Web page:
Jan. 31, 2008
Denfeld hockey player brings European
experience to ice
By Rick Weegman
Jake Johnson made the trip of a lifetime in 2005
when he traveled throughout central Europe as part of the United
States’ U-17 national hockey team.
Johnson’s team spent nearly a month playing
in Switzerland, Germany and at the same venue in Innsbruck, Austria,
that hosted the 1976 Winter Olympics. The squad eventually brought
home a gold medal.
“It was definitely a great experience, and
I learned a lot being around great players,” he said earlier
But there’s one arena that the Duluth Denfeld
senior wants to play in most of all, one that’s a little closer
than the Alps or the Black Forest and one at which more medals and
trophies are handed out: the Xcel Energy Center in St. Paul.
That’s the site of the Minnesota high school
boys hockey state tournament March 5-8. Denfeld hasn’t qualified
for the state tournament since March 1989, three months before Johnson
“That’s been my dream since I was
very little,” he said. “Our whole team has set that
as a goal, and we feel it’s very possible and we’re
working hard to get there.”
This might be the year. Eighth-ranked Denfeld
is 14-7 overall and, at 6-0, leads the Lake Superior Conference
heading into today’s 8 p.m. game against second-place Duluth
Marshall, ranked No. 2 in the state, at the DECC.
A good part of the team’s success is due
to Johnson’s play. The left winger has 22 goals and 44 assists
to lead the Northland with 66 points, and he recently broke Mark
Gunderson’s school record for career points with 255.
“He sees the ice well and finds you if you’re
open,” said senior center Chris Stafne, who has seven hat
tricks this season and many of whose area-leading 35 goals have
been set up by Johnson.
Several of Johnson’s assists come from along
the boards behind the net. It’s not the first place one expects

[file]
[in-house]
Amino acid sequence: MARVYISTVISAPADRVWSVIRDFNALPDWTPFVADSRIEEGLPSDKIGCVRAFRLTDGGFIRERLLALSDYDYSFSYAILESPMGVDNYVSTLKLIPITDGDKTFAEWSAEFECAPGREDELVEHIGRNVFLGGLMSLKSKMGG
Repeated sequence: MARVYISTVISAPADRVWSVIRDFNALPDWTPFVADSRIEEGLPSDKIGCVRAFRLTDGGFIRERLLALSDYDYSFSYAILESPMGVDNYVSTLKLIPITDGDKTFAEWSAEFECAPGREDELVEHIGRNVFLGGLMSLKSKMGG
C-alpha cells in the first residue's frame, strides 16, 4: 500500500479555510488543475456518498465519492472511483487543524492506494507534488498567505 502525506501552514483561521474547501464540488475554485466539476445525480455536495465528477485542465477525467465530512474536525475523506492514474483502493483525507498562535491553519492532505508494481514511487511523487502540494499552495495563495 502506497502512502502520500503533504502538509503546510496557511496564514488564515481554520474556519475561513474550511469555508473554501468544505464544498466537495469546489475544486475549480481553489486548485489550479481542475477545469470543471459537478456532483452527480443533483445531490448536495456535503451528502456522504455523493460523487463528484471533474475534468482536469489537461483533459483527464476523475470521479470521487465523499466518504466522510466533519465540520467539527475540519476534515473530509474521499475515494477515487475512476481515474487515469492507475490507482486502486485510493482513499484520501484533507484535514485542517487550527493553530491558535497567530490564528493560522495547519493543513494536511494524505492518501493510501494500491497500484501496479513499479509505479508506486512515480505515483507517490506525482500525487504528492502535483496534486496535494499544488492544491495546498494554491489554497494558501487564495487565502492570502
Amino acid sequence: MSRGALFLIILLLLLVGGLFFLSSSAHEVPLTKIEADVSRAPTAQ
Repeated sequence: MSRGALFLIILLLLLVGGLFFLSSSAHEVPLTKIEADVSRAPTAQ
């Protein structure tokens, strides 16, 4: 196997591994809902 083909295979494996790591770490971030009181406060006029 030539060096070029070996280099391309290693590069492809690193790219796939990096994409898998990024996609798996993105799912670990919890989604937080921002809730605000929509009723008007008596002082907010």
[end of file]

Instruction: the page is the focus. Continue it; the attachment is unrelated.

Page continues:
to find a 5-foot-8, 160-pound player, battling much bigger defensemen,
but it’s an aspect Johnson says college recruiters keep an
“They all say they like my aggressiveness,”
he said. “I’m little, but I play big in the corners.
That’s my favorite spot to be on the ice, which is unusual
for someone small like me. I like to be where I’m setting
plays up; that’s where I’ve made my office.
“I love being down there and being around
the physical part, even though I’m not very physical myself.”
Johnson says he’s received scholarship offers
from Minnesota Duluth and Alaska-Fairbanks, and has visited St.
Cloud State. But he’s undecided so far. He’ll join the
Sioux City Musketeers of the United States Hockey League once the
high school season ends. He then hopes to hear more from colleges
in the spring.
“Even though I didn’t take the offers
[from UMD or Fairbanks], it’s not like I don’t want
to go there,” he said. “I don’t mind where I play,
I just want to play where someone wants me. I grew up wanting to
play in the WCHA, but if I have to go out east to play because that’s
where the coach wanted me the most or where I fit in the best …
I just have to find where I fit in the best.”
Hunters coach Kevin Smalley is certain Johnson
will find such a place, and says the university will be the beneficiary.
“Wherever he ends up, a coach is going to
appreciate what they get out of him every single day,” Smalley
Smalley has liked what he’s seen since Johnson
first stepped on the ice with the varsity team as a freshman. Three
years later, he’s only more impressed.
“The most important thing that I see is
that he’s a great kid — and that transfers out onto
the ice,” Smalley said. “I like the fact that he has
matured a lot and understands the game a lot. He’s working
hard on the defensive end, and that tells me he has matured.”